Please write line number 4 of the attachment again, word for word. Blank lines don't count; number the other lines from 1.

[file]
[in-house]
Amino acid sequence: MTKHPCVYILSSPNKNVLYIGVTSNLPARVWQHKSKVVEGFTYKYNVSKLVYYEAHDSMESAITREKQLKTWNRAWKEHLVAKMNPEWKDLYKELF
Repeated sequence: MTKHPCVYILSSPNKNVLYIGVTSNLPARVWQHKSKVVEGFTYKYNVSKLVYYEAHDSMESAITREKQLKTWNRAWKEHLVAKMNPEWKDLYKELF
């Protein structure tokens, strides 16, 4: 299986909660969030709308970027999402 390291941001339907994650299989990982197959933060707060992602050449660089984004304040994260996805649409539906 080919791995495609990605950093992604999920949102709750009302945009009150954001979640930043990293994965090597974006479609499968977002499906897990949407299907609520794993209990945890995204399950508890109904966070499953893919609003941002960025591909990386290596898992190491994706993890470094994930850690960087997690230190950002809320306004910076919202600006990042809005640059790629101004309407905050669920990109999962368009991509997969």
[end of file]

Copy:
């Protein structure tokens, strides 16, 4: 299986909660969030709308970027999402 390291941001339907994650299989990982197959933060707060992602050449660089984004304040994260996805649409539906 080919791995495609990605950093992604999920949102709750009302945009009150954001979640930043990293994965090597974006479609499968977002499906897990949407299907609520794993209990945890995204399950508890109904966070499953893919609003941002960025591909990386290596898992190491994706993890470094994930850690960087997690230190950002809320306004910076919202600006990042809005640059790629101004309407905050669920990109999962368009991509997969």